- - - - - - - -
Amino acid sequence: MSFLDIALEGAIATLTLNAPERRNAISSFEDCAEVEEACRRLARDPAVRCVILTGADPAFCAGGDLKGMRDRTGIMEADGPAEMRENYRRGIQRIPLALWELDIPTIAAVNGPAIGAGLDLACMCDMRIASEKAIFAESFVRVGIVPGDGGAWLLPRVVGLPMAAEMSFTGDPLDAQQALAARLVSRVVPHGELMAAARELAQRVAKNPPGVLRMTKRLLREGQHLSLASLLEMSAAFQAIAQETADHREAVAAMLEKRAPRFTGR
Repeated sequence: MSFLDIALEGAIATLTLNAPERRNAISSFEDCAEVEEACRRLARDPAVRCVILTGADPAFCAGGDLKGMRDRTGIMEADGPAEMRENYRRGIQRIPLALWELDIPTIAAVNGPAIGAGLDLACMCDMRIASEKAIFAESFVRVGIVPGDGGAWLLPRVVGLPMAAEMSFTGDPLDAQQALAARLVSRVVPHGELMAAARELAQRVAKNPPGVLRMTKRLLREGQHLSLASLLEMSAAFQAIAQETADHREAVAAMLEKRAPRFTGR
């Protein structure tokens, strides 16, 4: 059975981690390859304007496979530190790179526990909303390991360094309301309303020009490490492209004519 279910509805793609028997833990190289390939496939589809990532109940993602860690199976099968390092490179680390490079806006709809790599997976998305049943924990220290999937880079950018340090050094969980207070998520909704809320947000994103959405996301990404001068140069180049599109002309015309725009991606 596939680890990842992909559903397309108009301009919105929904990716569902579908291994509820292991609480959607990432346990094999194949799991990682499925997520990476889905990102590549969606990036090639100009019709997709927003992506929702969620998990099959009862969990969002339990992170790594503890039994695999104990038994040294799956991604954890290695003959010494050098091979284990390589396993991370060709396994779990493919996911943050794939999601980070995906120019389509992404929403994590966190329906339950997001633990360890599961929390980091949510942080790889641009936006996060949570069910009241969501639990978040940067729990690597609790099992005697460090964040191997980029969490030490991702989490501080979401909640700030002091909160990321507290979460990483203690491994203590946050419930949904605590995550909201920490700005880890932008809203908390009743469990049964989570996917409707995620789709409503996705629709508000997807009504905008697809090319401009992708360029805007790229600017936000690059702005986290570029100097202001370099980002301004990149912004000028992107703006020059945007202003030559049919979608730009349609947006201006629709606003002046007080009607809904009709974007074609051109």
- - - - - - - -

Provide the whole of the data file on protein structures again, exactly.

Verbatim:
Amino acid sequence: MSFLDIALEGAIATLTLNAPERRNAISSFEDCAEVEEACRRLARDPAVRCVILTGADPAFCAGGDLKGMRDRTGIMEADGPAEMRENYRRGIQRIPLALWELDIPTIAAVNGPAIGAGLDLACMCDMRIASEKAIFAESFVRVGIVPGDGGAWLLPRVVGLPMAAEMSFTGDPLDAQQALAARLVSRVVPHGELMAAARELAQRVAKNPPGVLRMTKRLLREGQHLSLASLLEMSAAFQAIAQETADHREAVAAMLEKRAPRFTGR
Repeated sequence: MSFLDIALEGAIATLTLNAPERRNAISSFEDCAEVEEACRRLARDPAVRCVILTGADPAFCAGGDLKGMRDRTGIMEADGPAEMRENYRRGIQRIPLALWELDIPTIAAVNGPAIGAGLDLACMCDMRIASEKAIFAESFVRVGIVPGDGGAWLLPRVVGLPMAAEMSFTGDPLDAQQALAARLVSRVVPHGELMAAARELAQRVAKNPPGVLRMTKRLLREGQHLSLASLLEMSAAFQAIAQETADHREAVAAMLEKRAPRFTGR
């Protein structure tokens, strides 16, 4: 059975981690390859304007496979530190790179526990909303390991360094309301309303020009490490492209004519 279910509805793609028997833990190289390939496939589809990532109940993602860690199976099968390092490179680390490079806006709809790599997976998305049943924990220290999937880079950018340090050094969980207070998520909704809320947000994103959405996301990404001068140069180049599109002309015309725009991606 596939680890990842992909559903397309108009301009919105929904990716569902579908291994509820292991609480959607990432346990094999194949799991990682499925997520990476889905990102590549969606990036090639100009019709997709927003992506929702969620998990099959009862969990969002339990992170790594503890039994695999104990038994040294799956991604954890290695003959010494050098091979284990390589396993991370060709396994779990493919996911943050794939999601980070995906120019389509992404929403994590966190329906339950997001633990360890599961929390980091949510942080790889641009936006996060949570069910009241969501639990978040940067729990690597609790099992005697460090964040191997980029969490030490991702989490501080979401909640700030002091909160990321507290979460990483203690491994203590946050419930949904605590995550909201920490700005880890932008809203908390009743469990049964989570996917409707995620789709409503996705629709508000997807009504905008697809090319401009992708360029805007790229600017936000690059702005986290570029100097202001370099980002301004990149912004000028992107703006020059945007202003030559049919979608730009349609947006201006629709606003002046007080009607809904009709974007074609051109």